Monday, January 01, 2018

Lessons learned over a period of time as an IT developer

Have listed down few Lessons learned on the field which I found useful over a period of time.

1: Always execute every line of your code

After developing a feature one needs to obviously test it. Make sure every line of your code has been executed at least once. Many times see bugs on a certain line of code which had never been run by the developer. Kind of a condition within your code where the control never reaches during the normal flow. The code might look decent enough while reviewing, but unless you had made sure control comes to that part of your code and test it nothing is guaranteed to work.

Sounds obvious, doesn't it? Think how many times you would have faced this scenario by having used some test data which never takes you to an "else" part of the code (or) "case" of a switch statement etc.,

2: Logging, Error Handling to be part of the code from the very beginning.

While developing a new feature/module/project add logging and error handling from the beginning of the development as both of them would be really useful & help you be more productive. You always need a way to know what is happening in the program like how much time important parts of the code are taking, exceptions being thrown etc.,

Sooner you know about the issues in your code easier it is to get them fixed.

3: Always change only one thing at a time

Always make sure to do short iterations, confirm that it works, move on to the next one & repeat the same process. It is easier to identify the root cause of the failure if you had made just one feature change at a time.

I used to follow the same principle while committing changes to source control as well. So that if I need to revert back any specific feature it becomes easier.

You might think to make multiple fixes (or) adding multiple small features quickly and then add the code to source control thinking you have control over things. But that is just a good case scenario. What if something messes up in the code (or) some features were pulled out of the release at the last minute?

4:  When in doubt use paper or whiteboard

Whenever I get stuck while writing a program I just stop, move away from my laptop, pick a piece of paper or a whiteboard marker and start writing the program there. Many times I had found it to be useful to recollect my thoughts, don't worry about the syntax, just think about the actual problem & solve it quickly.

5: Load test your code

Do not claim the code to be complete by just checking your code with few hundred sample data in the database. Try to simulate the load of the actual scenario of your production environment.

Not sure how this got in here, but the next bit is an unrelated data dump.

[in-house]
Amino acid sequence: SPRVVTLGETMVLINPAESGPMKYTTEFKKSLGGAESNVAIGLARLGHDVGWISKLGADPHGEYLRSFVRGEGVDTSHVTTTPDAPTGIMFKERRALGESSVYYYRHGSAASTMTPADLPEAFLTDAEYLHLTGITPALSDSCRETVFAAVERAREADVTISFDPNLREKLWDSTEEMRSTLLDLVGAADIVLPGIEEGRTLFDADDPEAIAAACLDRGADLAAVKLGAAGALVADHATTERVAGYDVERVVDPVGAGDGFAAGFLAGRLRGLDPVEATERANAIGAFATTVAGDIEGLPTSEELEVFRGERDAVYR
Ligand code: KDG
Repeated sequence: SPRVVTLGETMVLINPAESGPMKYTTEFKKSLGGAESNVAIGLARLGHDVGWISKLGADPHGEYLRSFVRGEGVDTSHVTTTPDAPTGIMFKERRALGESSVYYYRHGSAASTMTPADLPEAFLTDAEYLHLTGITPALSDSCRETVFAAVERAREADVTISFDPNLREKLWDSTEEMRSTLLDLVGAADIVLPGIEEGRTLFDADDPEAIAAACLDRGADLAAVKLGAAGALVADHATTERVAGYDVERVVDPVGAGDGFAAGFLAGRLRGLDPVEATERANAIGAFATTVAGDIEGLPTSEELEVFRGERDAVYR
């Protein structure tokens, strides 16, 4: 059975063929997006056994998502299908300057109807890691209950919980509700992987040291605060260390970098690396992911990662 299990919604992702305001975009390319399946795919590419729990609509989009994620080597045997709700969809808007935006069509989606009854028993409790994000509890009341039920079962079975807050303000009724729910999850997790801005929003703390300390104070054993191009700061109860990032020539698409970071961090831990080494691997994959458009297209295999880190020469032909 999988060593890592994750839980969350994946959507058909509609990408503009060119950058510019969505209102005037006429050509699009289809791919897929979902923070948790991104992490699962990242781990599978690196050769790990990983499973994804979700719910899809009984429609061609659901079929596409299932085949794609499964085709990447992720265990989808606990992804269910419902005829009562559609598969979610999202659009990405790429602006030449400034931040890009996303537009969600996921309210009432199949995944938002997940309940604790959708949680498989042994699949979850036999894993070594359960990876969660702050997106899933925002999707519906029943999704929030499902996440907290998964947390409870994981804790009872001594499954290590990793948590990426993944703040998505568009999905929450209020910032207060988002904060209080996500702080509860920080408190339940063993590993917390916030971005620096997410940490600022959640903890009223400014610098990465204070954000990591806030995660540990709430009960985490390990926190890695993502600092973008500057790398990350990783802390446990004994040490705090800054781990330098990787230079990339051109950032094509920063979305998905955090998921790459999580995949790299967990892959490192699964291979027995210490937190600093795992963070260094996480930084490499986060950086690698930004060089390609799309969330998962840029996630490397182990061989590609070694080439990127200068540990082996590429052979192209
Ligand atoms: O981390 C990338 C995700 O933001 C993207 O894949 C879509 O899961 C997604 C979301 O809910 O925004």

With just 10 or 100 records most code would run faster without many issues but maybe the table you hit in your production database might have few million records and it might take forever to return you the data. Maybe in your production environment, there might always hundreds of users using it at the same time but you had tested with just one user connection.

6: Unit Testing should be made compulsory 

All code change should be accompanied by a unit test. Though it will make developing any change slightly slower it's worth it because it makes the code base scalable. Also, need to make sure automated unit testing is in place at the earliest.

I find that writing unit tests actually increase my programming speed - Martin Flower

7: Talk to your team frequently

If you tend to talk only to your peers, upper management over and over again there is a high possibility of you missing out on important feedbacks, suggestions which your team might have.

8: Share credit.

It's sad we have come to a level where this had to be mentioned separately.

Many times have seen leads, managers claiming that they did all the hard work to make something work. On any failure, the same folks would put the blame squarely on the team. Your team would have made 90% of the code to work and get stuck with some 10% of the tasks. You would have helped them fix it, fair enough, but you shouldn't take credit for the whole 100%.

It's very small world and in no time your team would come to know of this. One - your team would be demotivated, Second - you lose your teams trust.

Always go out of your way to mention who all contributed to this and don't ever steal somebody's credit.

"If anything goes bad, I did it. If anything goes semi-good, we did it. If anything goes really good, they did it." - Bear Bryant
In life, one has to be learning all the time. How important it is to never stop growing. That being said, would love to hear your feedback on this post.

Saturday, December 02, 2017